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Music Festival – Introduction to Item 64
Music has always been a huge part of my life. My dad used to sing me to sleep, he’d play songs in the car and the record player was usually on in the background while we had dinner.
I remember watching the Woodstock documentary and being both baffled and entranced by the idea of spending a few days in a field watching band and after band perform. While I went to my first gig when I was 13 or 14 (Suede at Newcastle City Hall, in case you’re interested) I was 19 when I got to T in the Park in Scotland, on the hottest weekend of the year. I also went to Glastonbury a couple of times.
There’s always a great atmosphere at a music festival, perhaps because everyone’s there just to have a good time and enjoy themselves. They’re safe, too, and plenty of people take their kids. Although there are always stories of tent burglaries, I’ve never experienced that myself, or know anybody who has. I know a few people who got flooded out of their tents, though!
The History of The Music Festival
If you were thinking that the concept of a music festival didn’t occur anyone until the organisers of Woodstock in 1969, you’d be wrong. Apart from anything else, the Monterey Pop Festival was two years earlier. But, like a lot of things, it actually dates back to the ancient Greeks, who were always up for a party.
Back in the 6th century BC, the Panhellenic games took place in Delphi. One of these four, the Pythian Games, was held in honour of the god of music, Apollo (probably better known as god of prophesy). The Pythian Games featured athletics, as you’d expect, but they also had things to please the god – dancing and ‘mousikos agon’ – music competitions. Four centuries later, the Festival of the Vine Flower lasted three days and included dancing and singing, and started with a silent drinking contest.
In 1176, Lord Rhys hosted a bardic competition at his home in Cardigan Castle, which began the annual tradition of the Eisteddfod, to celebrate music and poetry from Wales. They all but disappeared for a few centuries, but were revived again in 1792 by Edward Williams, also known as Iolo Morganwg. Today, the National Eisteddfod of Wales lasts eight days. The name is made of the words ‘eistedd’ – sit and ‘bod’ – ‘be’.
In the Middle Ages, competitive music festivals were often held. One of the oldest festivals which is still going today is the Bayreuth Festival, which was first organised in 1876 by composer Richard Wagner as a way of showcasing his work. It was funded by King Ludwig II of Bavaria and attended by Kaiser Wilhlem I and Dom Pedro III of Brazil.
The oldest of the modern music festivals (if that makes sense!) is the Reading and Leeds Festival, which predates Glastonbury by nine years, although it only arrived in Leeds in 1999. It was originally a blues and jazz festival and founded by Harold Pendleton, who also ran the Marquee Club in London.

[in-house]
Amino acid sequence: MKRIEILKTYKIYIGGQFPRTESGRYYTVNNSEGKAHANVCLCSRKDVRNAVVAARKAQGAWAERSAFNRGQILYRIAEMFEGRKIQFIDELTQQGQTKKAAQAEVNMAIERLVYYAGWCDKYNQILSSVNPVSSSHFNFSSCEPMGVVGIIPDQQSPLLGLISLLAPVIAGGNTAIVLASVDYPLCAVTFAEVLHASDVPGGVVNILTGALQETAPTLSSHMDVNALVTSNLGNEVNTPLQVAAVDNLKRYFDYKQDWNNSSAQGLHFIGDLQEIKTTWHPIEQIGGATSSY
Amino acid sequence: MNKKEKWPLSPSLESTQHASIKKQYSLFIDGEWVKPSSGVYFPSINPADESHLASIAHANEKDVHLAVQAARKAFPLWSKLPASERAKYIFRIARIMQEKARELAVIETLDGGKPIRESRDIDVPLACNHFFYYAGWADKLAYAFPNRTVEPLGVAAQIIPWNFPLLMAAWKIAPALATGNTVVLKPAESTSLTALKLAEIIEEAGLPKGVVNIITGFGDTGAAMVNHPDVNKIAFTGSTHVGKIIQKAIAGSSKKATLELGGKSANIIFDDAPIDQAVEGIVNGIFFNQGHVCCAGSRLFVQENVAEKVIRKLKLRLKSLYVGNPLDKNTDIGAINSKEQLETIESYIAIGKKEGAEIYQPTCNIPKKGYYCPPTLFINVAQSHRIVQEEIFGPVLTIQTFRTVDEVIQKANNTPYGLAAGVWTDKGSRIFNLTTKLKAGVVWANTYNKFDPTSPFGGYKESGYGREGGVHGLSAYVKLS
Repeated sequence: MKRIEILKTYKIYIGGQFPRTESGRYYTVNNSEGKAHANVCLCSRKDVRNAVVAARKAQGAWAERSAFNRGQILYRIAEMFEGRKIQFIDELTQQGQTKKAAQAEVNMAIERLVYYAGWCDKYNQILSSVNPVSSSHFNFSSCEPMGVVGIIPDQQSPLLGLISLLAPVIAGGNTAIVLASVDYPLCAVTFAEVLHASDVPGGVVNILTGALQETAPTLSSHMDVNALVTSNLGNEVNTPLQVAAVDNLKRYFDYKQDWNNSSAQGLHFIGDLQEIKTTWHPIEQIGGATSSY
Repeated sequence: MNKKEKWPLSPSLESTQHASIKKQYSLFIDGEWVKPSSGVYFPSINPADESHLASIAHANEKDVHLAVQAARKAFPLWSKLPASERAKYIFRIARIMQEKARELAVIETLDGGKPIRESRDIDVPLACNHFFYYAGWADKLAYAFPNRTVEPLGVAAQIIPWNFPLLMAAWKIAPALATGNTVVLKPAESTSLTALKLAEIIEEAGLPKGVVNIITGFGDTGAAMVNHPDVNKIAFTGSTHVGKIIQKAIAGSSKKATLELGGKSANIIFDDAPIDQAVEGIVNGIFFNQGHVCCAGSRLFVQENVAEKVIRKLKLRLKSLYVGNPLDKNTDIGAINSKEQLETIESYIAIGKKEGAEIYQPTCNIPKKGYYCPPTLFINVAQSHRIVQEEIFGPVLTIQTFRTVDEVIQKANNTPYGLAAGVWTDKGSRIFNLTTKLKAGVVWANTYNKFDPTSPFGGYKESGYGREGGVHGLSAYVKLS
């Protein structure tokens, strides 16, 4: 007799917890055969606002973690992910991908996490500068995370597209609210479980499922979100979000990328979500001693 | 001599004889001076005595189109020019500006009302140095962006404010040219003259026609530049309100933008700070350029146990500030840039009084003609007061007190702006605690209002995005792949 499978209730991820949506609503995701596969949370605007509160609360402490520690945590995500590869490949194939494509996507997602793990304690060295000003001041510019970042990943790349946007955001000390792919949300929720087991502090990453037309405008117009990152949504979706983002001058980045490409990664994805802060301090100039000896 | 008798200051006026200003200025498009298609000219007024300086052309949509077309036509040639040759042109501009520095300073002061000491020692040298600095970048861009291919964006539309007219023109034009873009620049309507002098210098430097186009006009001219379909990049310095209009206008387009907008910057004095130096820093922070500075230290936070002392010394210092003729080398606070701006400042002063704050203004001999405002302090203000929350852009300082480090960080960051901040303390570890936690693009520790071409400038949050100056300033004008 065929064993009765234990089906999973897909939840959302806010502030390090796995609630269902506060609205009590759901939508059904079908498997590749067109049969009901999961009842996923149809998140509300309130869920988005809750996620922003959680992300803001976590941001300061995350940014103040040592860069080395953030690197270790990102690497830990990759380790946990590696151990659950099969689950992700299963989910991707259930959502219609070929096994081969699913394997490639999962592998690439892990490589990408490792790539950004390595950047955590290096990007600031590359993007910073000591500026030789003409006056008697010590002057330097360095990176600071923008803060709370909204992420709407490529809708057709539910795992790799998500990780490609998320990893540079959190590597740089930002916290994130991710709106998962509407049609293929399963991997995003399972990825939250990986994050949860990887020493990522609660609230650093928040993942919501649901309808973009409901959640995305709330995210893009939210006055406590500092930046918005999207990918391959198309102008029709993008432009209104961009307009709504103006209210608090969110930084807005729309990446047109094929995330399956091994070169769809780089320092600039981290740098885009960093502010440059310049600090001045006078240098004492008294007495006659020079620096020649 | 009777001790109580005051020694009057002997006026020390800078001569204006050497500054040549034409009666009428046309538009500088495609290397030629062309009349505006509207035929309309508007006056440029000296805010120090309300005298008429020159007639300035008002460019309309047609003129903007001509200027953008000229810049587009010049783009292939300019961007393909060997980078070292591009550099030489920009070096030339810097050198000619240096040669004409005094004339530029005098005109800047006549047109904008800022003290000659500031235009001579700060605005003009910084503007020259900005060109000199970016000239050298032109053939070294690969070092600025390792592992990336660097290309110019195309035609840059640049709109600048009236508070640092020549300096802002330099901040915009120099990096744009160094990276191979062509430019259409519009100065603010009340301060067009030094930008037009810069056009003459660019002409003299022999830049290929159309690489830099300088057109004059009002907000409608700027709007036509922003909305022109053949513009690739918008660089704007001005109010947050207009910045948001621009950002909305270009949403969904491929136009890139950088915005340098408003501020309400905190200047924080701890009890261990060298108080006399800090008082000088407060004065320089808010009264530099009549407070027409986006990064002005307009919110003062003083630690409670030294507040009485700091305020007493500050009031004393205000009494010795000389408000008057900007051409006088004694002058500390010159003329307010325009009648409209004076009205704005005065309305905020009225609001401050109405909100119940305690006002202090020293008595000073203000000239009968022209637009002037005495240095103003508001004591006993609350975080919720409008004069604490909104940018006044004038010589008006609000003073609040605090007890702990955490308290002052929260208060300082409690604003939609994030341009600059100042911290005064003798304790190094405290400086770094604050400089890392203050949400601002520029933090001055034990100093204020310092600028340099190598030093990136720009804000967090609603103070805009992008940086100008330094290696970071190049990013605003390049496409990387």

Minstrels did not always wander, but they were always entertainers. They were popular in Europe in the Middle Ages, and in the beginning some were fools, jugglers and acrobats. By the 16th century, however, the term strictly referred to a singer and musician.
Their history begins even earlier than that – in pre-Conquest England a ‘scop’ (‘maker’) was the term applied to a professional poet who accompanied his works with harp music. The ‘gleemen’ were below that, and they wandered around trying to earn money.
Minstrels could be found at festivals and feasts as well as performing at court from the 13th century, and provided news updates and political propaganda as well as singing. The term comes from Old French via Latin from ‘minister’ (‘attendant’) which is derived from the Latin for ‘lesser’ – ‘minus’.
Minstrels either created their own stories, or memorised and added to those written by others. Their story-songs described far-flung lands, imaginary or real historical events and were loved by aristocrats and the upper classes. They were forced to wander when troubadours (also poet-performers, but often from Occitania, which includes parts of France, Spain and Italy) became more popular, and their appeal declined towards the end of the 15th century.
While the upper classes were entertained by minstrels, the lower orders had mystery plays, which included religious learnings as well as music and fun, and are documented as early as the 1300s. They began in York, and coincided with the Feast of Corpus Christi, 60 days after Easter. As up to 48 plays might be performed in one day, they had to get started with the waggon parade at 4.30am.
Guilds representing the various professions and trades of the city would choose a biblical tale most relevant to their members, and perform at one of 12 designated spots. For instance, metal pinners nailed Christ to the cross, while shipwrights told the story of Noah. Things could get heated, and in 1419 the cordwainers rioted against the carpenters. In 1490, it was the turn of the weavers.
However, mystery plays weren’t confined only to York. In the beginning, religious leaders would perform similar stories on the steps of their church across Europe. In France, ‘The Acts of the Apostles’ had so many characters and lines that it took 40 days to perform it. Although popular, over time, the Church grew suspicious of the plays and their Roman Catholic overtones, and the public decided they preferred professional performers instead, such as those travelling from Italy.